As I stated in the beginning, people are everything. They care not only about what needs to be done but also how you go about doing it. In this case, I am not referring to processes so much as behaviors. The culture you cultivate has a tremendous impact on engagement, satisfaction, and productivity. It is important that you articulate your culture (core values, behavioral norms), constantly demonstrate it, and hold yourselves accountable to it. Culture should affect your hiring, pervade your practices, and be a source of safety and cohesion that enables everyone to flourish.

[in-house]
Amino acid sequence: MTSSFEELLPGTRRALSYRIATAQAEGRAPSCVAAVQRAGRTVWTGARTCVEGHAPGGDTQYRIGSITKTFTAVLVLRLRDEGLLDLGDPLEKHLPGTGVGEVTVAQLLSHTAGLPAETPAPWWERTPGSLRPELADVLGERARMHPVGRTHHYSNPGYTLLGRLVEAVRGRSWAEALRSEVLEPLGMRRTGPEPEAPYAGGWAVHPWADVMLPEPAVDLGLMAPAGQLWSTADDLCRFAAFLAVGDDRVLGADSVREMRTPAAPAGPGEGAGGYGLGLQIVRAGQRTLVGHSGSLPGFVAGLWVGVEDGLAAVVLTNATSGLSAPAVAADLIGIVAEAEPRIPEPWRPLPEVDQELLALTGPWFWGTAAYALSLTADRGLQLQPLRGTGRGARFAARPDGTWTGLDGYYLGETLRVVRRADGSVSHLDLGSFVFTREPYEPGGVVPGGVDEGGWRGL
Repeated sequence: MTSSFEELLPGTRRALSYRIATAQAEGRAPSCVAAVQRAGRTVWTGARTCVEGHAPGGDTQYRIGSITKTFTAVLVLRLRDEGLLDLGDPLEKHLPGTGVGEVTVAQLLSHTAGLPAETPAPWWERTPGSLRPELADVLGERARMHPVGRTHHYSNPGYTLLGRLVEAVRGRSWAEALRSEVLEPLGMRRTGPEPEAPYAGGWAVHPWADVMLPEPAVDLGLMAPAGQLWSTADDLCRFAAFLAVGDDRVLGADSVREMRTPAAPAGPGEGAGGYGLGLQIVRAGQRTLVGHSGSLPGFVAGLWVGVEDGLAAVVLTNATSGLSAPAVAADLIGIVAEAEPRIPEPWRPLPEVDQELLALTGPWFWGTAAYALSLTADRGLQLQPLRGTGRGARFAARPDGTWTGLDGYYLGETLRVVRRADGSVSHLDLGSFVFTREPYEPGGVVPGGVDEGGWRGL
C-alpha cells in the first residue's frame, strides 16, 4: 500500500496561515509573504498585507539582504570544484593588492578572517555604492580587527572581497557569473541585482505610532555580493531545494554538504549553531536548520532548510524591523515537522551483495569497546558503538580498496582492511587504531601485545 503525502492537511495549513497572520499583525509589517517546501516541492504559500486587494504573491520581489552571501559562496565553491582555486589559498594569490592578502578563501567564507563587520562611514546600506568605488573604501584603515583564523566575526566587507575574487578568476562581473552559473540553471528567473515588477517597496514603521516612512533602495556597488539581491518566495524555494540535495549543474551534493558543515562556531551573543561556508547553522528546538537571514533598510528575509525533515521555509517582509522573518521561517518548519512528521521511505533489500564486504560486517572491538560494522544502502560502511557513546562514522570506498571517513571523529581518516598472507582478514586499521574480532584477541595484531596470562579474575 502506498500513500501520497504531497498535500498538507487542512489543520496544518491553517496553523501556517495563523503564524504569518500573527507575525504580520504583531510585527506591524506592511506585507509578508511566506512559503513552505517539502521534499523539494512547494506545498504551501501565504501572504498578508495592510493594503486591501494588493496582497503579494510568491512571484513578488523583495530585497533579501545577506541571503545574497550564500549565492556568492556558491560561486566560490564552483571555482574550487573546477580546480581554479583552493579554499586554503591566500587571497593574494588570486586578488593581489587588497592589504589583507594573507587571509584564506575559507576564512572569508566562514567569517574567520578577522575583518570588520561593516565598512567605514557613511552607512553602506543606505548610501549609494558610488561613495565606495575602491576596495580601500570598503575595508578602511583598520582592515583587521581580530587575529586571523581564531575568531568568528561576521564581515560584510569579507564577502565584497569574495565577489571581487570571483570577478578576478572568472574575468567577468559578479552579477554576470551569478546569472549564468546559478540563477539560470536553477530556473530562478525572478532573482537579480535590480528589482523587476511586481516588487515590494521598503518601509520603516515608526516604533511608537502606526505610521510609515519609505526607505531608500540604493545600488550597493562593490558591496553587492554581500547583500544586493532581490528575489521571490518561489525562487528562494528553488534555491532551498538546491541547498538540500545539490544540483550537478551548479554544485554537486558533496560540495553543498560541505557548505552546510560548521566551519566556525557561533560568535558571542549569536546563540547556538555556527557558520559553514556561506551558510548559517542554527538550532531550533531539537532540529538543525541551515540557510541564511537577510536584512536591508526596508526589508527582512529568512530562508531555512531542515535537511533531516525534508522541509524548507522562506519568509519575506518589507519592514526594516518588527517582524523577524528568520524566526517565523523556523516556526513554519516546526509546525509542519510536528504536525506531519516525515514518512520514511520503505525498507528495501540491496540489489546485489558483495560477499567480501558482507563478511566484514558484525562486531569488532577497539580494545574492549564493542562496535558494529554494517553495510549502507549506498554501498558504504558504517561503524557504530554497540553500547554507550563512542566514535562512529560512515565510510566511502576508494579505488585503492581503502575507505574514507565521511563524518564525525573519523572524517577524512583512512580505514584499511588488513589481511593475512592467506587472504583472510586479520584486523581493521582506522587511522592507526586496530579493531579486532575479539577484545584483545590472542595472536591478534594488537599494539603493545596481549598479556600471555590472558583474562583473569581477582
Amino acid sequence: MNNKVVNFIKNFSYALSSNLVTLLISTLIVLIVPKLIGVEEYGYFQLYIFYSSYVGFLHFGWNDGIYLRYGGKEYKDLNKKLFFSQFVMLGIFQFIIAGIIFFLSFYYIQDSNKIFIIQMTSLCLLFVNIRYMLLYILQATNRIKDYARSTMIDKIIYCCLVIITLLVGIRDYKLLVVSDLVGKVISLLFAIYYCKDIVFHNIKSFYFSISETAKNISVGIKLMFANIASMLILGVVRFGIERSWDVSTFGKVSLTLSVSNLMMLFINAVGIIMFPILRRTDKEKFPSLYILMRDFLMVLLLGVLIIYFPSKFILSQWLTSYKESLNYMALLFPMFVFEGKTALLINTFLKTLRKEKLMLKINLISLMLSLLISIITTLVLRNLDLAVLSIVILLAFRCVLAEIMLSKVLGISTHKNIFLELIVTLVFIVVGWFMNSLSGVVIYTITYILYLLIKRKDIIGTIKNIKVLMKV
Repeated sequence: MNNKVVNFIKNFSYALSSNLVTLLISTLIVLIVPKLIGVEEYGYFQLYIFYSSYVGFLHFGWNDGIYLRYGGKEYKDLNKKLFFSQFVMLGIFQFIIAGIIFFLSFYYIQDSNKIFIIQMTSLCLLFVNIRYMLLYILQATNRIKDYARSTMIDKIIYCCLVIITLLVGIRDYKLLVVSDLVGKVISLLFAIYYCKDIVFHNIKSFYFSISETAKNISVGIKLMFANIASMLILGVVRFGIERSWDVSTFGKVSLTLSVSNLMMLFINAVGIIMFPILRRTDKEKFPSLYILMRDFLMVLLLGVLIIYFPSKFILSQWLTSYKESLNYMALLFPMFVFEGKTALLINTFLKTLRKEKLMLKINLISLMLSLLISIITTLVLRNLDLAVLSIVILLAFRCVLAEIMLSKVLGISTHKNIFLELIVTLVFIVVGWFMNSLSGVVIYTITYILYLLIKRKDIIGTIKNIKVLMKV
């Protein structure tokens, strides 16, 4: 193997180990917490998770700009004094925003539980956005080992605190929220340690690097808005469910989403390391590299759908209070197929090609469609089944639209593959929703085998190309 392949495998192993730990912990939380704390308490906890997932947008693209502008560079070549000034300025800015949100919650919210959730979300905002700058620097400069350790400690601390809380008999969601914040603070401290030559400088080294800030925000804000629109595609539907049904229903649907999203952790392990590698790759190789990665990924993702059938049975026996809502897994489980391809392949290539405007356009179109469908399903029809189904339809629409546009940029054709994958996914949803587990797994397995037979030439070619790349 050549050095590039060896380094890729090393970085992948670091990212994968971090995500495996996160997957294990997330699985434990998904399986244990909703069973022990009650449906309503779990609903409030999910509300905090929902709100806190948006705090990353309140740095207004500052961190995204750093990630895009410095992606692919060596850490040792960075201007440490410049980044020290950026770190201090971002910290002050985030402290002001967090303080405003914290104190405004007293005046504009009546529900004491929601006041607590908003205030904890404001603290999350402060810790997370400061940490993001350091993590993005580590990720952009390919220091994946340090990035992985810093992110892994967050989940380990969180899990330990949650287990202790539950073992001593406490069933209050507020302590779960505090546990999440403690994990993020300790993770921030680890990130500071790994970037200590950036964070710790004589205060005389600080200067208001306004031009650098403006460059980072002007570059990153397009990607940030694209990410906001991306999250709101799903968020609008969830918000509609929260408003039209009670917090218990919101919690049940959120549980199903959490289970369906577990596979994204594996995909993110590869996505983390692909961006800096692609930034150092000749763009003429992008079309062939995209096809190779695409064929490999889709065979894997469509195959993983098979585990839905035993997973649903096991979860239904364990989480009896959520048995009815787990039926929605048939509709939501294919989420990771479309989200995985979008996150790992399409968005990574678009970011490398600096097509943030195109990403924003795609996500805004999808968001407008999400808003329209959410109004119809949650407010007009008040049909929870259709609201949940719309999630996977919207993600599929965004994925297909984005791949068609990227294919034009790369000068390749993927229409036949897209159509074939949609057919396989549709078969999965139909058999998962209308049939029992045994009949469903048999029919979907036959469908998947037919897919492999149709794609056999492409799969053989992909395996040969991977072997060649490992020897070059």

In conclusion, Building Tech Orgs to Win is ultimately about bringing quality people into your team, creating the environment that allows them to flourish, and aligning that talent and energy with company goals. It is energizing and rewarding being part of a healthy, thriving company, and all technology leaders should make it a point to create that for their people.